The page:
The managed care industry's growing role in Medicaid got a boost Monday when the Obama administration approved Texas' plan to shift one million additional recipients into private health plans by 2013.
The approval is the latest signal the administration will give broad leeway to states to expand managed care in Medicaid if they meet performance measures showing they are improving care. Currently, about half the 60 million people in Medicaid, the state-federal program for the poor, are covered by private managed care plans that have promised to coordinate care and hold down spending.
The Centers for Medicare and Medicaid Services (CMS), which oversees the program, has been pushing to make states and hospitals more accountable for how they use federal Medicaid dollars.
The agency is targeting the dollars "to improve care rather than just giving it to hospitals to use as they see fit," said James Verdier, a senior fellow at Mathematica, a nonpartisan think tank.
"CMS is doing exactly the right thing," said Sara Rosenbaum, a health policy professor at George Washington University. "I think other states will follow."
The federally approved plan for Texas is also being closely watched by other states because of how it changes --and potentially increases --Medicaid payments to hospitals that treat the poor.
The Texas approval comes one year after the Obama administration approved a similar managed care expansion in California. There, too, the administration allowed hospitals to tap into supplemental Medicaid funds if they met certain performance measures. Florida's bid to expand its Medicaid managed care program, which is pending with the federal government, is also likely to require hospitals to meet quality criteria, said Bruce Rueben, president of the Florida Hospital Association.
Hospitals in Texas, like those in about 30 states, can tap into supplemental Medicaid dollars, called "upper payment limit" funds, designed to help them make up for low base payments.
Those funds accounted for $2.6 billion this year, or about a quarter of Medicaid spending on hospitals. But that access was threatened by the expansion of managed care because hospitals would contract with private health plans, rather than with the state.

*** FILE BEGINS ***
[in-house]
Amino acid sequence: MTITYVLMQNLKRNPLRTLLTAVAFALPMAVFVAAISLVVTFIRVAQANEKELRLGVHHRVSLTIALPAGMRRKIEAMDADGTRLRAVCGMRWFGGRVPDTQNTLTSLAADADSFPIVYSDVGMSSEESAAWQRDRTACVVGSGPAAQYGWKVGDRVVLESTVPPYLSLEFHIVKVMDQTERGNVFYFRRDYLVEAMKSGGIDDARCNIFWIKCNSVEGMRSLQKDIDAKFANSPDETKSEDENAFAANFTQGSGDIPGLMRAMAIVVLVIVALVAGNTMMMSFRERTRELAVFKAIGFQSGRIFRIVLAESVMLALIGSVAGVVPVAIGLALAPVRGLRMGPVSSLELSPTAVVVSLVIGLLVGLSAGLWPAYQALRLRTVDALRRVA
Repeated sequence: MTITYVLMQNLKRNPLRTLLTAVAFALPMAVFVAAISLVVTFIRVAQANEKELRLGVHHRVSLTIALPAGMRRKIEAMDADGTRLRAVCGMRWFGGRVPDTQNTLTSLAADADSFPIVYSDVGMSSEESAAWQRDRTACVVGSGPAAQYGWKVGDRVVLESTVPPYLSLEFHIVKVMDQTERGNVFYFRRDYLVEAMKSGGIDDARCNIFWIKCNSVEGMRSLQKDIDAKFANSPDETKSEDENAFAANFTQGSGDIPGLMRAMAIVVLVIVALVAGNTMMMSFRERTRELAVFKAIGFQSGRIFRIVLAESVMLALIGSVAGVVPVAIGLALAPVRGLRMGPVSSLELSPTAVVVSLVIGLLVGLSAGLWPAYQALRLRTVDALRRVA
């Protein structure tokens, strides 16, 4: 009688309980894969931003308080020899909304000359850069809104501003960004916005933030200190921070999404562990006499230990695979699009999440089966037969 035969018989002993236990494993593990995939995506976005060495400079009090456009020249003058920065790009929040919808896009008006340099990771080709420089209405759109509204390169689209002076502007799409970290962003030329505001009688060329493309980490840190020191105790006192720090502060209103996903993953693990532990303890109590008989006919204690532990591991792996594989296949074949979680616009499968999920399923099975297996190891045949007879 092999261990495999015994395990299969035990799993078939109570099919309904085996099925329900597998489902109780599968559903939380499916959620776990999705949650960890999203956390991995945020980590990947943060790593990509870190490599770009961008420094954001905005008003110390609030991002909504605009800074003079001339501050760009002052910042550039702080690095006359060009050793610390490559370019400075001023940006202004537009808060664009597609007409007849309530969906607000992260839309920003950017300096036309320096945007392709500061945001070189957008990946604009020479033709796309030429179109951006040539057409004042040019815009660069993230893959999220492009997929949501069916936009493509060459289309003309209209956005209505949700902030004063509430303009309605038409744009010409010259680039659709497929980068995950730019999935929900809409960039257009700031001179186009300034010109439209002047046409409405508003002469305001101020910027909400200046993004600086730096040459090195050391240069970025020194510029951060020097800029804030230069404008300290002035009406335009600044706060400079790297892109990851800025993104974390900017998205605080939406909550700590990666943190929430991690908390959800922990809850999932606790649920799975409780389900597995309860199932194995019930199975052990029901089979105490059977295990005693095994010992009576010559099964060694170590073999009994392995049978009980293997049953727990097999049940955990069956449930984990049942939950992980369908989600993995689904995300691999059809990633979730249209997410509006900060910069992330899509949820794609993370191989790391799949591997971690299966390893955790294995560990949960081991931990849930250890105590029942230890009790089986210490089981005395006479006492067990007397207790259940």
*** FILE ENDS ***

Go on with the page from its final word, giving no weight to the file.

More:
Federal regulators agreed to allow the continuation of those payments, and also expand the pool of Medicaid money to nearly $6 billion a year. To qualify for a significant portion of that, however, hospitals must show they are improving quality and access to care. Until now, there's been no such requirement.
"I think states will welcome removing hurdles to using managed care since the expansion of managed care is a far better response to the economic realities than some of the alternatives," said Darin Gordon, Tennessee Medicaid director and vice president of the National Association of Medicaid Directors.
The Texas' Medicaid plan has political ramifications. That's because Texas Gov. Rick Perry, a GOP presidential candidate, has argued to reduce federal restrictions on how states run Medicaid. He endorsed turning the program into a block grant and briefly considered having the state drop out of the program. The agreement between federal and state officials adds more rules even as it helps the state draw down more federal dollars.
The plan covers five years and would help the state increase its supplemental Medicaid dollars from $12 billion to $30 billion over the five years.
Private hospitals in Texas have been able to tap into the upper payment limit Medicaid dollars through partnerships with public hospitals. If the private hospitals can show they are removing a financial burden on the public facilities—such as by running a diabetes clinic for the poor—they can access the money. But critics have argued there is little oversight of the arrangements. The new regional partnerships, which would set goals for hospitals such as lowering readmissions or unnecessary use of emergency rooms would bring more transparency to the system, Texas Medicaid officials say.
Medicaid managed care in Texas has a mixed record of success in improving Medicaid recipients access to care and quality of care, said Anne Dunkelberg, associate director of the Center for Public Policy Priorities, a liberal-leaning research group based in Texas. "It's not been a panacea," she said.
Texas has had Medicaid managed care for more than a decade though it's been limited to urban areas. The expansion will require Medicaid recipients in many rural counties and the Rio Grande Valley to join the plans, which typically require enrollees to use certain providers.
The Texas expansion involves no additional state dollars. That's because to get the extra money for hospitals, local tax funds are put into a state pool to draw down more federal funds. New regional partnerships organized by large public hospital districts will help determine how the supplemental Medicaid dollars are paid out.